Discuss on our China Forum with
other visitors of Chinaorbit about Chinese culture
living and studying in China
The Summer Palace Yiheyuan was originally a present from the Chinese emperor Qianlong to the 60th birthday of his mother Cixi in 1752. Qianlong had the palace built on a hill known as Wanshou Shan, the hill of longevity, right next to a sea in the northwestern part of Beijing. Although the hillâ€™s grounds already offered several pavilions, a temple and a little palace from the former Jin-dynasty in the 12th century, it still was not enough to satisfy Qianlongs desire for pompous und massively impressive buildings.
The emperor therefore had the sea enlargened, the canals connected to the emperorâ€™s palace in the city center, the swamps drained and the shore and the hillâ€™s grounds embellished with trees, palaces, temples, pavilions and pagodas altogether covering an area of 290 km2. Famous architects such as Castiglione and Benoit were ordered to create an amazing ambiance for the emperorâ€™s mother. And some of the palaces were even created in the European rococo style.
The garden is examplary for Chinese garden architecture as it is the perfect symbiosis of rock, water and plants all arranged into a certain order to fulfill the natural laws of harmony. Unfortunately the original Summer Palace does not exist anymore, as most of it was burned down by British and French troops at the end of the third Opiumwar. Unable to live with this abasement, Cixi had the Summer Palace rebuilt and in her wastefulness disregarded the countryâ€™s lacking financial resources and the appalling living situation among the Chinese population.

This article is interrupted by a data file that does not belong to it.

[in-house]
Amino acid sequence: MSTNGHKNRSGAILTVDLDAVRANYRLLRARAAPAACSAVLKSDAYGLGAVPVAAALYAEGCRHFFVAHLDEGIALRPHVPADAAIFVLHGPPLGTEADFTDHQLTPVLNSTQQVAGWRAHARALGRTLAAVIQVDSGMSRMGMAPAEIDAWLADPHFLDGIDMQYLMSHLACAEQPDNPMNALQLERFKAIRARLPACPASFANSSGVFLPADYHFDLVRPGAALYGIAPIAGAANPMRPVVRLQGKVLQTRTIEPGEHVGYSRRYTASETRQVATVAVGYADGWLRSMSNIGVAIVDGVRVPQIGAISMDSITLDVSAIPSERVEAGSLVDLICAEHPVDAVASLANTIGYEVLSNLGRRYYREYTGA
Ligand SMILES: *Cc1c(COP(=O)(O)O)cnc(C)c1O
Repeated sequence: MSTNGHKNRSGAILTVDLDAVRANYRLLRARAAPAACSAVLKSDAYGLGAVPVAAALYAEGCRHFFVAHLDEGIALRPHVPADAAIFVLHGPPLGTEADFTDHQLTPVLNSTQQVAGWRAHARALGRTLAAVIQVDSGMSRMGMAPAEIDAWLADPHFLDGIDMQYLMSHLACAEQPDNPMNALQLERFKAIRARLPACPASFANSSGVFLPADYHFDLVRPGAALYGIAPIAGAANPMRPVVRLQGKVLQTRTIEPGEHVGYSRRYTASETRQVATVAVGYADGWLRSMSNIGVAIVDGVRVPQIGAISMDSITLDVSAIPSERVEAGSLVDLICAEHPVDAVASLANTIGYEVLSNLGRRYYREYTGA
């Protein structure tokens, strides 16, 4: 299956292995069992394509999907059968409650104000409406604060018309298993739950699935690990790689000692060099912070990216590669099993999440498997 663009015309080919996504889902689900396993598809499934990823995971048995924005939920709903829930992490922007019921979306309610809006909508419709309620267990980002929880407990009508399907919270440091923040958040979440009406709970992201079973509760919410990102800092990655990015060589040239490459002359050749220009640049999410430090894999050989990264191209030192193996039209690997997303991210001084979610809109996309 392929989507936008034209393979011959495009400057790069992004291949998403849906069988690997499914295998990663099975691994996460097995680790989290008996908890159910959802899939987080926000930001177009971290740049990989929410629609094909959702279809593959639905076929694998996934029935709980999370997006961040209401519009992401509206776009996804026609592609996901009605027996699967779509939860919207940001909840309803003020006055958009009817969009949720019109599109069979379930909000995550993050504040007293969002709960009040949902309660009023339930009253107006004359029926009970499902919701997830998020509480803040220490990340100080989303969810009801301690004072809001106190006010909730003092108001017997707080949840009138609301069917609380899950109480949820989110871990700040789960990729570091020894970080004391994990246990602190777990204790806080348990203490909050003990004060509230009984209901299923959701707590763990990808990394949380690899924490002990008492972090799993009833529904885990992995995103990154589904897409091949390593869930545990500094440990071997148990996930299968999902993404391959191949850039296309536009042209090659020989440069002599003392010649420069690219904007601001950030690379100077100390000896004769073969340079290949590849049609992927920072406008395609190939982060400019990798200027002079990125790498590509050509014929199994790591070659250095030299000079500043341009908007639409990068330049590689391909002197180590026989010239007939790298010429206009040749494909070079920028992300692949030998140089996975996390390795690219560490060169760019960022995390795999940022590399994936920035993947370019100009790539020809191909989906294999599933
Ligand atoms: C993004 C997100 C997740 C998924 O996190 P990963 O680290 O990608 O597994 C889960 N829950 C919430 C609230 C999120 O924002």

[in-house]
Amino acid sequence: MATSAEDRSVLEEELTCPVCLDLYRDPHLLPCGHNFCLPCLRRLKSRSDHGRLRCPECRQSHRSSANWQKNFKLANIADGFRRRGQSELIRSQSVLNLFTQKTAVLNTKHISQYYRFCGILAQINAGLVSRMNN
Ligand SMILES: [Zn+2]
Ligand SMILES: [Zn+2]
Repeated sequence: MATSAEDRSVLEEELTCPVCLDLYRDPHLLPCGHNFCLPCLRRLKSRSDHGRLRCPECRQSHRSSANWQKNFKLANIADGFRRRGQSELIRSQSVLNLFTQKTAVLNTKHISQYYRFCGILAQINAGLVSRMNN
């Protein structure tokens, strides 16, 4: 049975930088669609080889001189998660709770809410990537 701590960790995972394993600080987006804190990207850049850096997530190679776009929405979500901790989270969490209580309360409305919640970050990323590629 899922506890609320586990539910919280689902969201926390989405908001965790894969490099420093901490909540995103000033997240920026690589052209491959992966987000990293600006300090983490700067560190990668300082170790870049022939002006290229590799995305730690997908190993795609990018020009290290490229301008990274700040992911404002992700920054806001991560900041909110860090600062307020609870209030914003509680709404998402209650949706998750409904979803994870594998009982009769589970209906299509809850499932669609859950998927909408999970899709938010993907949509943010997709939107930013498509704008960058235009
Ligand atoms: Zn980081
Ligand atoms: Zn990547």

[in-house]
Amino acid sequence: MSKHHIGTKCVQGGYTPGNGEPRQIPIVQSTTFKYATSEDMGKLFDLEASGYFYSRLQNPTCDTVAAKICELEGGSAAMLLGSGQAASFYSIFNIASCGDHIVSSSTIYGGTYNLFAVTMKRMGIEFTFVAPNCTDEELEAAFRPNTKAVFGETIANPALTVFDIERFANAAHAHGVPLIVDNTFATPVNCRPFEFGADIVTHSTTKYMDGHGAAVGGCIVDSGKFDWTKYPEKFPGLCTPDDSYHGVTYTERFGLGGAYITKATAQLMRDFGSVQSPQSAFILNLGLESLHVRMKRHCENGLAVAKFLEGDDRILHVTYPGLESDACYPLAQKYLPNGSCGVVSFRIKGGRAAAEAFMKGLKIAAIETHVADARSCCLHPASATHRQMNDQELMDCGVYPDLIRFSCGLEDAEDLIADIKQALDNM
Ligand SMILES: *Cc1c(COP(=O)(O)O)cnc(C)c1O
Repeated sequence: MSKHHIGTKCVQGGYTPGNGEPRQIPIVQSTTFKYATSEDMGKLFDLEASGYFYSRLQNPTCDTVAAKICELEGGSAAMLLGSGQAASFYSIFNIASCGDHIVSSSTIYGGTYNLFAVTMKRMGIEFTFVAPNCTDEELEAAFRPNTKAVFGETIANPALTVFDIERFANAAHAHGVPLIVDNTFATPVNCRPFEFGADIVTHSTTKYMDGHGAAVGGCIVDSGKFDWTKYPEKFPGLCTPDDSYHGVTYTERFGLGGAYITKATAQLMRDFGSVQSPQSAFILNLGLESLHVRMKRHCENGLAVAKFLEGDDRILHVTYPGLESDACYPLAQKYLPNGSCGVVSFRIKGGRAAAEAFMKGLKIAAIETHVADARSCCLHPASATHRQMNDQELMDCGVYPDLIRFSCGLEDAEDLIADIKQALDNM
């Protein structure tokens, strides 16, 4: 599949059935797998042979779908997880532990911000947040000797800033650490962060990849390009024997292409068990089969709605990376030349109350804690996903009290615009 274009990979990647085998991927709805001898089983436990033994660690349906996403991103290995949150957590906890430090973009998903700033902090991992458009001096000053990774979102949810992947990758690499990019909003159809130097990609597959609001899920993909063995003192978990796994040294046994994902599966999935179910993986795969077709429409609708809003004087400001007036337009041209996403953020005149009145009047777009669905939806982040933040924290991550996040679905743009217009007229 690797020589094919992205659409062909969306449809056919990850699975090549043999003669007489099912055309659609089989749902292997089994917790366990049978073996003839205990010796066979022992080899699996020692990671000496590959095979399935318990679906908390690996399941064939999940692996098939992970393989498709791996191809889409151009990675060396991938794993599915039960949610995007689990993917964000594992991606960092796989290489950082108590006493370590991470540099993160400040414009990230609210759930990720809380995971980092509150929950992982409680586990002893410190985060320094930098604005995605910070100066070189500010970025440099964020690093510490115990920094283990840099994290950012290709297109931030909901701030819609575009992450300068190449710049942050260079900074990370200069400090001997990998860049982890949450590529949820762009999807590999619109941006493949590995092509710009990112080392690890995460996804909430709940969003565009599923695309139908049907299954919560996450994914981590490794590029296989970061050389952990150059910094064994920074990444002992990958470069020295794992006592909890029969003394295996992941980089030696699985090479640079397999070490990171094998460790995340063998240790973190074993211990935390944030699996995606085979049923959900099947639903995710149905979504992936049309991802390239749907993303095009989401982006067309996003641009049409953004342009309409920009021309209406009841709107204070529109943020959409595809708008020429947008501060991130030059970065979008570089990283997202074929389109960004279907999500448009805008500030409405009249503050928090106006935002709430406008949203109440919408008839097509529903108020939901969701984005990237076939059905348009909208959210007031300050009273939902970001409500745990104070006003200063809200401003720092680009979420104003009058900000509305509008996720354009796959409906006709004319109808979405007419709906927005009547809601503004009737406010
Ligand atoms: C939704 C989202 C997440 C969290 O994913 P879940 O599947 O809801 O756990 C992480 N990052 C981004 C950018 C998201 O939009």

In order to realize her lavishing idea of an equally splendid Summer Palace as before, she went so far as to finance her project with money which was supposed to support the Chinese navy. The marble boat which she had built instead reflects her actions until today. Cixi, who in fact was reigning China as the emperorâ€™s mother, frequently visited the Summer Palace to escape the summer heat.
As the state affairs still had to be settled, numerous diplomats had to follow the emperorâ€™s mother to her favourite whereabout and this is where the Summer Palace has its designation from. Chinese people actually call the Summer Palace Yiheyuan, the â€œGarden of peace and harmonyâ€. Even though the wastefulness of the emperorâ€™s mother Cixi has been criticised many times, she is the reason why the Summer Palace can still be admired as the only preserved imperial garden.